Friday, 1 November 2019

Uses and Abuses

After a four day wait, Granit Xhaka, the Arsenal captain, has released a statement about his behaviour in the 2-2 draw against Crystal Palace at the Emirates Stadium on Sunday. That he chose to do so via his personal Instagram account suggests that a statement acceptable to the club, which would have appeared through offical channels, could not be agreed. My interest here is not the rights and wrongs of the situation or Xhaka's role in Unai Emery's faltering team (I'll explore that at another time) but Xhaka's explanation of his behaviour: "My feeling of not being understood by fans, and repeated abusive comments at matches and in social media over the last weeks and months have hurt me deeply. People have said things like 'We will break your legs', 'Kill your wife' and 'Wish that your daughter gets cancer'. That has stirred me up and I reached boiling point when I felt the rejection in the stadium on Sunday".

A proper apology starts with a full acknowledgement of what is being apologised for. This is the same principle of honesty that constitutes the first of the famous twelve steps. Passive apologies - "I apologise if offence has been taken" - are an evasion. In Xhaka's case, his actions are obscured by the bland phrase "I let myself be carried away". I was in the stadium so can report on this first-hand. When Xhaka's number came up on the subs board, there was a mixture of both polite applause and some ironic cheering. The latter was initially humorous but quickly turned hostile when Xhaka decided to walk slowly to the touchline at a time when Arsenal were chasing a win, Palace having equalised 10 minutes earlier. In such a situation every player would sprint off. Dawdling is highly unusual. It was this petulance on his part that riled the fans. His further reaction, cupping his ear and swearing as he trudged off, then ripping off his shirt, merely exacerbated matters.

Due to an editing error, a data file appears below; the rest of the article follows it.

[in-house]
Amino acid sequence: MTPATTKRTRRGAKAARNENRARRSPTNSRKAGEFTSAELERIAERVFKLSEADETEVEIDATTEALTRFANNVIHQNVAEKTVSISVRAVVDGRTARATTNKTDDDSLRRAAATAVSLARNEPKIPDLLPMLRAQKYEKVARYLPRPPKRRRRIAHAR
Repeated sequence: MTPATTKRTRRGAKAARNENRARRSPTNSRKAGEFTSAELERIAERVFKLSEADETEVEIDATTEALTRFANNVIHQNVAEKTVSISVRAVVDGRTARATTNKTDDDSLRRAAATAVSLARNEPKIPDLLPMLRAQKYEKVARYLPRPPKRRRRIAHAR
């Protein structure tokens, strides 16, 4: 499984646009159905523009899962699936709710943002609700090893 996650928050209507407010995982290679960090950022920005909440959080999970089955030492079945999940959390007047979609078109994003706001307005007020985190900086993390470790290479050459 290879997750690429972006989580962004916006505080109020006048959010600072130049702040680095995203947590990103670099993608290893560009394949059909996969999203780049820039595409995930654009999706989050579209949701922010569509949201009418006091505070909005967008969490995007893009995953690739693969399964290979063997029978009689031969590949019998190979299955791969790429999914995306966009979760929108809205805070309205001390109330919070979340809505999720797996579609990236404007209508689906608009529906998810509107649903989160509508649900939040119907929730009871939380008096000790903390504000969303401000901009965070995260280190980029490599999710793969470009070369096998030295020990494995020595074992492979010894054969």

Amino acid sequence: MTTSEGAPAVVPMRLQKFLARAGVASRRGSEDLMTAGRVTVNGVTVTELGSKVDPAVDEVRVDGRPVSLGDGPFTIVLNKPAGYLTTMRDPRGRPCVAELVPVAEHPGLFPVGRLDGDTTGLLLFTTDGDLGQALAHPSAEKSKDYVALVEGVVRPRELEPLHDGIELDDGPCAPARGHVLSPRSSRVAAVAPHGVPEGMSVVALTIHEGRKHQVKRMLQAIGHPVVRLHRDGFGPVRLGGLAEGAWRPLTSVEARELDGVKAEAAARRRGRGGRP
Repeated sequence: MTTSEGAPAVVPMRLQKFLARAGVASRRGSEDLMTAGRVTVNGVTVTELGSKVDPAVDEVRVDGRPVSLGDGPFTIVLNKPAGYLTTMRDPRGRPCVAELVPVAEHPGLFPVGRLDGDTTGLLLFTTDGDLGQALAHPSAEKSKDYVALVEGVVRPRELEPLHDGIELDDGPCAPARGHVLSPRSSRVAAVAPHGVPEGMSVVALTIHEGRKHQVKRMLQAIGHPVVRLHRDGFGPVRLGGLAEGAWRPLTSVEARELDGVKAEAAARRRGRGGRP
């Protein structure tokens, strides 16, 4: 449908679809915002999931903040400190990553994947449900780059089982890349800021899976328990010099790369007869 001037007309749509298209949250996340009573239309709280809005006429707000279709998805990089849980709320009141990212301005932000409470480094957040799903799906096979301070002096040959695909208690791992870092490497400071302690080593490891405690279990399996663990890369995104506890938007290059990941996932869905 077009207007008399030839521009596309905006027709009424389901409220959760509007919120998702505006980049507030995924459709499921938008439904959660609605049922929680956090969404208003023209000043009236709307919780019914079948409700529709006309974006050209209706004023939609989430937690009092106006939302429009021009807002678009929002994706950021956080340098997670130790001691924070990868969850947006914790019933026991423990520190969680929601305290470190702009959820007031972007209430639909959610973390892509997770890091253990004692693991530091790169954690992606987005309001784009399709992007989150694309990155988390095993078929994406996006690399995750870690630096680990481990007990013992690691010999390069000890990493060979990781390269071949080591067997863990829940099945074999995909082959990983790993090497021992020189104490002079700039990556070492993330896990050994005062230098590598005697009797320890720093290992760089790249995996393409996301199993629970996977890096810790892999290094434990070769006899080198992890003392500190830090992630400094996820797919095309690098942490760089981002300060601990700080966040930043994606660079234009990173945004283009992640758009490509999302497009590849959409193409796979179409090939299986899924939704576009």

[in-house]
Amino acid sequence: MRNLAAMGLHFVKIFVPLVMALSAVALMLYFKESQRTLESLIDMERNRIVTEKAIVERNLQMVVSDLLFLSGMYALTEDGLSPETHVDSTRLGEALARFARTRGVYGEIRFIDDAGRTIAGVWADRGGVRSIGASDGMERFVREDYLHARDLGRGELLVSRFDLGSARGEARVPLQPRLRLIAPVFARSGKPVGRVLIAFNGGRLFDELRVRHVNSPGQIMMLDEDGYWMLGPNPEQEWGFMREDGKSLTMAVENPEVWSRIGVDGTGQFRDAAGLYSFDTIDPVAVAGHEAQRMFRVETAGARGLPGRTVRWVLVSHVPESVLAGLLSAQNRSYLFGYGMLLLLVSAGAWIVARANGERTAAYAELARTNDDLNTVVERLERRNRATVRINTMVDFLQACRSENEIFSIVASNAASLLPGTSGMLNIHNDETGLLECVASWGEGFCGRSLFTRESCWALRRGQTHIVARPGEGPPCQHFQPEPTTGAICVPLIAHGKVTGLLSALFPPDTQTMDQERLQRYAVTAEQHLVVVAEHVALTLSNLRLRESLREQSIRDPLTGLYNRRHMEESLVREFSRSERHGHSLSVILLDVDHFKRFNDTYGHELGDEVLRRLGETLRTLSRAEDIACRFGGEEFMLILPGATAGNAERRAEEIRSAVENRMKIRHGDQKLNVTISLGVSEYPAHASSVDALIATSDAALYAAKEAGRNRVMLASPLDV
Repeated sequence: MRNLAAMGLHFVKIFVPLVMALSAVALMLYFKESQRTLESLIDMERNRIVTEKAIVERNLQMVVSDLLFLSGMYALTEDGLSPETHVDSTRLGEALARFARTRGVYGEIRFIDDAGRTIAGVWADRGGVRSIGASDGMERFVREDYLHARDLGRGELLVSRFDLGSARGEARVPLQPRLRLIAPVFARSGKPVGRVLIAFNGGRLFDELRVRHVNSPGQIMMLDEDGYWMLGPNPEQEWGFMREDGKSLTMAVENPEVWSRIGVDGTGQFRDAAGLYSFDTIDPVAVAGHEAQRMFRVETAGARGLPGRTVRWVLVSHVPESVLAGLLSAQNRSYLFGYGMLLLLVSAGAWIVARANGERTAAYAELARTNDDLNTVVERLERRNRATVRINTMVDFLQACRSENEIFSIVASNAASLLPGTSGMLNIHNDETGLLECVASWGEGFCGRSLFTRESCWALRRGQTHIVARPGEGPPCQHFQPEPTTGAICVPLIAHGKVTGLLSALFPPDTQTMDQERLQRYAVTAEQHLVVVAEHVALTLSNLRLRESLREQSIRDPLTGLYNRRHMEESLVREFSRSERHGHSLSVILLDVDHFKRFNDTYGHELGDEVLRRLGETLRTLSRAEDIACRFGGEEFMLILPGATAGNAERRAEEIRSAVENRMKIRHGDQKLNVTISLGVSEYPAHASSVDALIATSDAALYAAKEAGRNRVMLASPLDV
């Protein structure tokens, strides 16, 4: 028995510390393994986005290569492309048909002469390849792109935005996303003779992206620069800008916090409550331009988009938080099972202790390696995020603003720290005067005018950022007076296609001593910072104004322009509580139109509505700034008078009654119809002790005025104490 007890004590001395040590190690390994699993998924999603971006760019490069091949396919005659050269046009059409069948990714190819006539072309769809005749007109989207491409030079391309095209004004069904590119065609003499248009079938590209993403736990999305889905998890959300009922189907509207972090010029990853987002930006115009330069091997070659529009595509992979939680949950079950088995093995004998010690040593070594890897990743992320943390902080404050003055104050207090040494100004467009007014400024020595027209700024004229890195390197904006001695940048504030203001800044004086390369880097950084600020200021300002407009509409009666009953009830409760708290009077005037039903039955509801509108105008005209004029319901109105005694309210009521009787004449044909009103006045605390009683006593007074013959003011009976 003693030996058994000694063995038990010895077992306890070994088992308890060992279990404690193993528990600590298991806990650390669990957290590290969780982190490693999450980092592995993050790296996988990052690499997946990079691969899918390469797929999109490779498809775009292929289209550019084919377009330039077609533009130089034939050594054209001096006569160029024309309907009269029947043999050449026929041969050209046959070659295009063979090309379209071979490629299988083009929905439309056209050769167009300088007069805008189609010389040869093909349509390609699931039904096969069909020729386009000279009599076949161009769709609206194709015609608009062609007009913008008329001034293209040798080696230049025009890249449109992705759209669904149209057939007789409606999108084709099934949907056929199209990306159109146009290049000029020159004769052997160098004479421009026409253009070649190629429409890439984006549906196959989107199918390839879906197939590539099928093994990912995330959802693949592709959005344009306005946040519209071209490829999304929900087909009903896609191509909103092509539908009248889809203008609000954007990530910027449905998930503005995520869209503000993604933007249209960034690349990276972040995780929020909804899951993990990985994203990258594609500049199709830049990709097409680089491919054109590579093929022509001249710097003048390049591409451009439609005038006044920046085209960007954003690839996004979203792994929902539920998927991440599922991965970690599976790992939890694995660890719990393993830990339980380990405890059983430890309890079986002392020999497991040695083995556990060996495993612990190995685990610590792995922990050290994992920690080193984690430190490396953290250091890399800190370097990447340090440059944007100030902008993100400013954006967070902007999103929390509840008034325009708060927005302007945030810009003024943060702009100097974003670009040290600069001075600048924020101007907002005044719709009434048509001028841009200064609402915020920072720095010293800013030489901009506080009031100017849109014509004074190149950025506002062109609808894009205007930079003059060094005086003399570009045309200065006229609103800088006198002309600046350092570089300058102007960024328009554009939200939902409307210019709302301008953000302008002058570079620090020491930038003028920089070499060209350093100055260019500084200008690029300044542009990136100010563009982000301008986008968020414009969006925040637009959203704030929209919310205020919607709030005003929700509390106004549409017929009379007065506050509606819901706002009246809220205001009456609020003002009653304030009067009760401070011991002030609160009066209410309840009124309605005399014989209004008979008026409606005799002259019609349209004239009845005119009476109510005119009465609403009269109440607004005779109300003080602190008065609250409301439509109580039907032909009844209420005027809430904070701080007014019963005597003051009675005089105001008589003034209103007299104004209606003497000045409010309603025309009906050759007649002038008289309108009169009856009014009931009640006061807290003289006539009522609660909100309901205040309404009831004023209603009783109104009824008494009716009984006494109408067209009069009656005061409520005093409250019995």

What I want to pick out here is Xhaka's claim that the abuse he has received from a small number of fans can be linked to "the rejection in the stadium". In other words, he is going beyond a justification of provocation to blaming the fanbase more generally, which was probably the sticking-point in the negotiations on wording with the club. This unfairly associates the great majority of his critics - i.e. fans who think he's the wrong player for the team or were simply disappointed in his performance on Sunday - with a minority whose behaviour they in no way endorse. It's also worth emphasising that the abuse Xhaka has experienced is par for the course for most footballers who face the double challenge of occasionally disgruntled fans of their own team as well as permanently hostile fans of rivals. Harry Kane gets far worse abuse from Arsenal fans than Xhaka does, while Raheem Sterling could point out that he has had to contend with abusive tabloid journalists as well.